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XSV15 Tuesday, December 16th, 2008
Period of
Product Use:
3 months5 of 5 people found this review helpful.

Paintball
Experience:
4 years
Similar
Products Used:
Bushmaster 2k
Spyder Imagine
PM5
Ion
Autococker Trilogy
Marker Setup: Spyder Vs2 w/ Virtue Board
Smart Parts Tear Drop Barrel 16"
Pure Energy 68cu/3000 psi Nitrogen Tank
Empire Reloader B
Recommended
Upgrades:
I would recommend a new barrel for this marker. While the stock isn't too bad, it isn't the most accurate either. Accuracy counts in this sport, so if you have the money, consider purchasing a new barrel.

One other upgrade you might want to consider is a new feedneck. The twist-lock feedneck is fine, but my personal preference is a clamping feedneck, it just seems more stable. It's more of a personal preference, however.
Strengths: Speed
User Friendliness
Easy to clean
Rubber grips
Eyes
Weaknesses: Twist Lock feedneck isn't the best (Personal preference)
ASA can wiggle
Weight
Review: Alright, I've used a Spyder Imagine for years now. I poured money into it and upgraded a ton of things, but I decided that instead of investing more money into it, it was time to look for a new marker.

I like Kingman because of reliability. The fact that they sell their product line out to Walmart and hurt the Paintball dealers isn't good, but their products do tend to be reliable. After seeing the Vs2 in a PB2X magazine, I decided to look more into it. After about another year, I decided that the prices had gone down enough to buy it. I went to ebay and bought a new Vs2 that a guy was selling after he won it at a tournament.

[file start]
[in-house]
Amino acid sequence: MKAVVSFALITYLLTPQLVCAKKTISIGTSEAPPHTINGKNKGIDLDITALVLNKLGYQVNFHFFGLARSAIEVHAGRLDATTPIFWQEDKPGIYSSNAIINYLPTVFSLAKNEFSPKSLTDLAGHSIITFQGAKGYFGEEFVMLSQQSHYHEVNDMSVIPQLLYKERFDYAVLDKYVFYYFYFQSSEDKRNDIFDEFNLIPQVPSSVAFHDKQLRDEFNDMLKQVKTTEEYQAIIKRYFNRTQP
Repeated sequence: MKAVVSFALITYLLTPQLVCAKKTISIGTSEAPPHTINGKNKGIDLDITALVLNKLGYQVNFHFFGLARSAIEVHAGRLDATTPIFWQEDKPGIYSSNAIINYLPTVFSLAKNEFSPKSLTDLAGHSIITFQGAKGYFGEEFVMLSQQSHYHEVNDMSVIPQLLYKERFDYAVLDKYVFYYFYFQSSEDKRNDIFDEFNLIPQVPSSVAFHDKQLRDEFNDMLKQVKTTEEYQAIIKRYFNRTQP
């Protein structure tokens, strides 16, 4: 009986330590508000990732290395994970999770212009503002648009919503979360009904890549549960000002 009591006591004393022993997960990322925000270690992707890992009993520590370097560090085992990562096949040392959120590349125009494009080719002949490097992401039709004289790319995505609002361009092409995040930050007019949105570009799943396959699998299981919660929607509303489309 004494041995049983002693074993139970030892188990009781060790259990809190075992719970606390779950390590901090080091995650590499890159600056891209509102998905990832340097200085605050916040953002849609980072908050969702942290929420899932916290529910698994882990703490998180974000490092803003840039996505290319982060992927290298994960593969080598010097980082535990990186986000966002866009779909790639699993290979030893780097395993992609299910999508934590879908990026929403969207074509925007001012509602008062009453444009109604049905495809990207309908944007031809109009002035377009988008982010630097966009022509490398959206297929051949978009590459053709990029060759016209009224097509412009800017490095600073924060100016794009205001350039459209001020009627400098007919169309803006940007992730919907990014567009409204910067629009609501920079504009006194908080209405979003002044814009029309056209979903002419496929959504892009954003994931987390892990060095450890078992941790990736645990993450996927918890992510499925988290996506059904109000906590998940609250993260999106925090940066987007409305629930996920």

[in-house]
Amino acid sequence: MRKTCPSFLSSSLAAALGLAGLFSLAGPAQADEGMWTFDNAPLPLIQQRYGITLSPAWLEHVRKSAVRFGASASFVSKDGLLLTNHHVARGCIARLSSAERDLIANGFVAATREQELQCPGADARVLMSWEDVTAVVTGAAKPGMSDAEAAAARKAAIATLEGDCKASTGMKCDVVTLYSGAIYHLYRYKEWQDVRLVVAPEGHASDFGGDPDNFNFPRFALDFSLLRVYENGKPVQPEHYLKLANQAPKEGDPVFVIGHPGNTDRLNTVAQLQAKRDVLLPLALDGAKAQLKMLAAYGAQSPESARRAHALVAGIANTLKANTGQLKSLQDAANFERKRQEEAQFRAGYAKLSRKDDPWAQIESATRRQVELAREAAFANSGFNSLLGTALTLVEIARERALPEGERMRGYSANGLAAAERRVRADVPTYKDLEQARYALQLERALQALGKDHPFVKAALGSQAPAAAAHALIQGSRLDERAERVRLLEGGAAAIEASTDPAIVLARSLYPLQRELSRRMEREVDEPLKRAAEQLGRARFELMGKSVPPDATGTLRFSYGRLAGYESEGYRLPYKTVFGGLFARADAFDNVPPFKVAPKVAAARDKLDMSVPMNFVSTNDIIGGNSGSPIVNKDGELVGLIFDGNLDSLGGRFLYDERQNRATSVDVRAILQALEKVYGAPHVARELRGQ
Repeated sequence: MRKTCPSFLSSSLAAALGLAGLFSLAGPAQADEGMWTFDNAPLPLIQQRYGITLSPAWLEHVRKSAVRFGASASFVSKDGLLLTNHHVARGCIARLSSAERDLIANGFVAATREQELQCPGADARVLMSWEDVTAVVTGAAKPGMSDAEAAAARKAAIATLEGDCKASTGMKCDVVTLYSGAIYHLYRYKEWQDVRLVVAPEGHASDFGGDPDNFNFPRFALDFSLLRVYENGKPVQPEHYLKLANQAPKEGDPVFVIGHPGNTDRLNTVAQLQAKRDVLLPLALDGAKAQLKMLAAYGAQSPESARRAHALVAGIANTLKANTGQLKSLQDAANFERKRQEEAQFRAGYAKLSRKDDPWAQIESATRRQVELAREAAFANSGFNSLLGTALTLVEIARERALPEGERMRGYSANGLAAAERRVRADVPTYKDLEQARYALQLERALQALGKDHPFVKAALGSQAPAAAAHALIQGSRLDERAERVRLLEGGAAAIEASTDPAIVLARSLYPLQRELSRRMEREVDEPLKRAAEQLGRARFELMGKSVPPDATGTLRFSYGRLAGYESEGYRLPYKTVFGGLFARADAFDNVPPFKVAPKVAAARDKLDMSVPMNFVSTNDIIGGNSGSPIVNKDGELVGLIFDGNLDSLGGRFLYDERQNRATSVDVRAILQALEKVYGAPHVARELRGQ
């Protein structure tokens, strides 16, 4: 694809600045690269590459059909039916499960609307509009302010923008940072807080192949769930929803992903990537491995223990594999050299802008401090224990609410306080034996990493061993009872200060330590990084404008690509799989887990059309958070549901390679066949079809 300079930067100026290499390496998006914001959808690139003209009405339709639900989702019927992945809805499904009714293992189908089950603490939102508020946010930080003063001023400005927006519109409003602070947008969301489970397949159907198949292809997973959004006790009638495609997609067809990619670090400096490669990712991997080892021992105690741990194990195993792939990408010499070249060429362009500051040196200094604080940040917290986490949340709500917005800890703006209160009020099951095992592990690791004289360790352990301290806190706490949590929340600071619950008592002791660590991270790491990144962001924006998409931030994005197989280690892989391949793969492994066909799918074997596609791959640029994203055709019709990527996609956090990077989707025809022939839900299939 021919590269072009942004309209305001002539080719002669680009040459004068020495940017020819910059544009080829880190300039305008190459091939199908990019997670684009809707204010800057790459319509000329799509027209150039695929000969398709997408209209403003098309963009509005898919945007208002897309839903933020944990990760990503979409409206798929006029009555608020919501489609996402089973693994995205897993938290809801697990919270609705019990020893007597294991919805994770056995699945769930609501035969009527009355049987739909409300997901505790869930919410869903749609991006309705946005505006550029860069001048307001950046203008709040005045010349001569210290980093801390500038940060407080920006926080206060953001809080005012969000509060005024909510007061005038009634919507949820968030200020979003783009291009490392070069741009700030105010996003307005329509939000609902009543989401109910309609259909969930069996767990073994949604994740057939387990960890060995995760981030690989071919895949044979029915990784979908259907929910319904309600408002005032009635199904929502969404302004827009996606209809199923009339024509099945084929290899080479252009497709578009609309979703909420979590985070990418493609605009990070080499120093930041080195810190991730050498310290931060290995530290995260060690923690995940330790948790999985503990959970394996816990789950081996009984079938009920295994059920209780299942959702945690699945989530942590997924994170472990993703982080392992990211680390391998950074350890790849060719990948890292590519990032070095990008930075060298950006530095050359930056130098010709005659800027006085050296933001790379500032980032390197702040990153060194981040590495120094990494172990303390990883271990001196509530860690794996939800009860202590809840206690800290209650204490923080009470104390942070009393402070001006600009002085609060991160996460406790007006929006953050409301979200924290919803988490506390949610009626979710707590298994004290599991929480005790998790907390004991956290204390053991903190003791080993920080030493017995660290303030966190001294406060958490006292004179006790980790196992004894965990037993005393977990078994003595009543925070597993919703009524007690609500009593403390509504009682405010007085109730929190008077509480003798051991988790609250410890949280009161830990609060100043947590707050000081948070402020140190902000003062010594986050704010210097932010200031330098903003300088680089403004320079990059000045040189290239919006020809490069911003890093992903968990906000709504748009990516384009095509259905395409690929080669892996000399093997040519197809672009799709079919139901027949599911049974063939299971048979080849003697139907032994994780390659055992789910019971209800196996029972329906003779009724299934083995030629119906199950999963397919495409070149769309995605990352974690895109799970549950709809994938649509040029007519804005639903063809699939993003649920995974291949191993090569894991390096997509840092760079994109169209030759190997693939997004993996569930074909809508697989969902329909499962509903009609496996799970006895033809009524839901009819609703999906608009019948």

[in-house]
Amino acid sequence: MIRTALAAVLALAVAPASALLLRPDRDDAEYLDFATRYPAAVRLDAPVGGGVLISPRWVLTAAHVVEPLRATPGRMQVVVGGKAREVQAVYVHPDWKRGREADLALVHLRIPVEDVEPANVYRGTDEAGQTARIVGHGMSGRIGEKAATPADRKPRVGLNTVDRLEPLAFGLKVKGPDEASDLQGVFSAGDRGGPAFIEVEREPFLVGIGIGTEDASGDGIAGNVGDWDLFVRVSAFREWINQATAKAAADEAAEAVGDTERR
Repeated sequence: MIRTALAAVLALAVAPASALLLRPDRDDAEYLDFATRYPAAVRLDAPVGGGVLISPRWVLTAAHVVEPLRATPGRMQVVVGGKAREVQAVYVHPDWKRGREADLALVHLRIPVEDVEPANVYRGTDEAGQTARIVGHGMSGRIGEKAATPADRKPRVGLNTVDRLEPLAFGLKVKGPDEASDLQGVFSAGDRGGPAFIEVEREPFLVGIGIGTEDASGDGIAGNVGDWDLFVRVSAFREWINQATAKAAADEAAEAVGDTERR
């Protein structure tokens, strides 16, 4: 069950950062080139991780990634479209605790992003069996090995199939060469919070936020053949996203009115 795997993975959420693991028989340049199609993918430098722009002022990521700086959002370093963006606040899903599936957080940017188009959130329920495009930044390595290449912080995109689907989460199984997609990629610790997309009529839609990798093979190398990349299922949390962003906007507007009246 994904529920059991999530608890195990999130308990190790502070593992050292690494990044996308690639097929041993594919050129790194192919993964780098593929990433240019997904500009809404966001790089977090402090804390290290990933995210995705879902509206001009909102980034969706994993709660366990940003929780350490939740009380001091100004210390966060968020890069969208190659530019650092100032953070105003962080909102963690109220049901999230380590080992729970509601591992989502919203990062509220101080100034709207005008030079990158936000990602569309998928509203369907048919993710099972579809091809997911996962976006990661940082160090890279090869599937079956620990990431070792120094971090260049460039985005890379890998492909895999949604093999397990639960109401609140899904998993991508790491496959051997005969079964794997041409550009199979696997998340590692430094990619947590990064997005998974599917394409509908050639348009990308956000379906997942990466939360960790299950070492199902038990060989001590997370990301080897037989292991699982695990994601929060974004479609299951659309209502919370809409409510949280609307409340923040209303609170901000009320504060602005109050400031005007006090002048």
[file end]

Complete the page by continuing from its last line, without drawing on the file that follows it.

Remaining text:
First Impressions

When I got this marker, the box was a little beat up due to the fact that it had been stored with a bunch of other products at a tournament. The marker, however, was in perfect condition.

The packaging for the box isn't the best. None of us like the little pieces of styrofoam all over our floors. It would have been nice if Kingman could have made the box a little nicer so you could actually store your marker in the box and carry around, but I wasn't expecting that in the first place.

Back to the gun (after all, that's why your here, isn't it?). When I pulled the marker out of the box, I immediately noticed how nice the grips were. In the past, Kingman has used plastic grips that were just plain el cheap'o. The grips were rubber and were very comfortable. The milling was nice as well, but I also noticed the weigh. Sadly, the marker does lean on the heavy side, about 3 pounds. With a tank and loader, this marker can weigh up to 7 pounds (depending on what tank and loader you use). However, in the heat of battle when your adrenaline is rushing, you shouldn't notice the weight.